CTR: Is there more pessimism about the relationship between technology and politics today than there was during the 2011 uprisings? Do you think activists still believe in the capacity of decentralized networks organized via social media to effect political change?
SAQ: There have certainly been shifts, not just from the early days of the Arab Spring but also from earlier moments in the history of media activism, as in 2006, when people in Lebanon shared the devastating effects of Israeli air strikes with the world. To speak to where we are today, I just published an article about social media in the era of ISIS. I don’t think people have lost faith in social media; however, the dynamic has shifted. Governments have introduced draconian restrictions on internet use, and a spectrum of extremists—from ISIS to conservative clerics—have increasingly taken to social media, which was until two years ago dominated by secular activists, as far as politics are concerned. Many left-leaning activists have either made their accounts private or turned to direct messages and private Facebook groups. However, this only emphasizes that they have not abandoned social media networks; they are just using them in different ways.
Of course, the internet will always have its good and bad sides. People around the world are understandably concerned about surveillance, for instance, but I don’t think the threat of being watched will turn anyone away from using the internet. It is a fact of life, a tool for communication, education and business that will not be abandoned, only used differently. Some people have become more attentive to what they share online; others still act as if their information is secure. But negotiating who we are and what we do online is now an accepted fact of life.
CTR: How do you think the ways in which people conceive of art—what they consider to be art or to be innovative in art—are changing as a result of their awareness of what new technologies can do to change, convey or document culture?
SAQ: I think there is more of an acceptance in the Gulf and in the Middle East of conceptual art. You see more performance art now. You see more video art now. You see more photography. You see 3-D printing. And you see hybrid practices, as in the work of Lawrence Abu Hamdan, who produces audio essays and installations concerned with freedom of speech, surveillance, borders and other human rights issues. Such practices were not around 10 years ago, or at least there were very few artists who were doing this kind of work.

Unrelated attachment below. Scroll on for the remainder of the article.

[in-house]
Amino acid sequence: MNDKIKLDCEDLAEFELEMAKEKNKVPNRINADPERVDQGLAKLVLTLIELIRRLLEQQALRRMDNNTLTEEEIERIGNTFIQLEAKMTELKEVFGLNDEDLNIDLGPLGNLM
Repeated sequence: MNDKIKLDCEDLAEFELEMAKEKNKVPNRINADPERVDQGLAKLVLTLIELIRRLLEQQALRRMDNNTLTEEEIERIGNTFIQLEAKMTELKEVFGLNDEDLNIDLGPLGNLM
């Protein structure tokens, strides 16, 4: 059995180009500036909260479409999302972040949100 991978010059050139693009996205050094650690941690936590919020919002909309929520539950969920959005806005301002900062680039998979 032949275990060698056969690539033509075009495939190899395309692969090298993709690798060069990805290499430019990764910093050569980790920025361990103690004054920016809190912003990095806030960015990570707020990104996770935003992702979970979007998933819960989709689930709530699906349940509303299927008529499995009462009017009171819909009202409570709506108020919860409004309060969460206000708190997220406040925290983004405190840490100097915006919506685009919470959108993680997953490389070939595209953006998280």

CTR: Can you talk about the decision to have the Global Art Forum begin in Kuwait this year before it comes to Dubai? Kuwait was at one time a leader of the regional art scene, but attention shifted away from the country in the years after the Gulf War, and now there appears to be a resurgence of interest in Kuwaiti art and culture. What attracted you to bringing the Global Art Forum to Kuwait City before Dubai this year?
SAQ: Kuwait was the launchpad for the globalization of Gulf culture over half a century ago. Kuwait is where some of the earliest radio, cinema, theater and even political and social movements of the Gulf originated several decades ago. Kuwait was also the launchpad for the first Gulf publication in color that was sold not only in the streets and markets of the Gulf but also in Cairo, Damascus and Beirut. So for the first time, the Gulf had moved from being a receiver of culture—from the West, India and other parts of the Arab world—to being a broadcaster, a publisher, a producer of popular content. This is our way of tipping our hat to Kuwait and recognizing its pioneering role in the globalization of culture.
CTR: How does the Global Art Forum fit in with burgeoning cultural scenes in Sharjah, where you’re from, as well as in Dubai and Abu Dhabi?
SAQ: The Global Art Forum is an international forum, but we’re very keen on presenting some of the best practices from our hometown and from our region. And over the years it has encouraged artists to look beyond the local and formulate their thoughts, ideas and practices with a global audience in mind, especially since it coincides with Art Dubai and the Sharjah Biennial. This year the Global Art Forum will be hosting more artists and experts from the region than it has during any previous edition. We have invited local emerging artists, like the young collective GCC, as well as artists and thinkers who have been involved in the art scene for half a century. For example, Dr. Sulaiman Al-Askari, who was head of Kuwait’s National Council for Culture, Arts and Letters for several years, will discuss how the Gulf art scene has evolved over decades.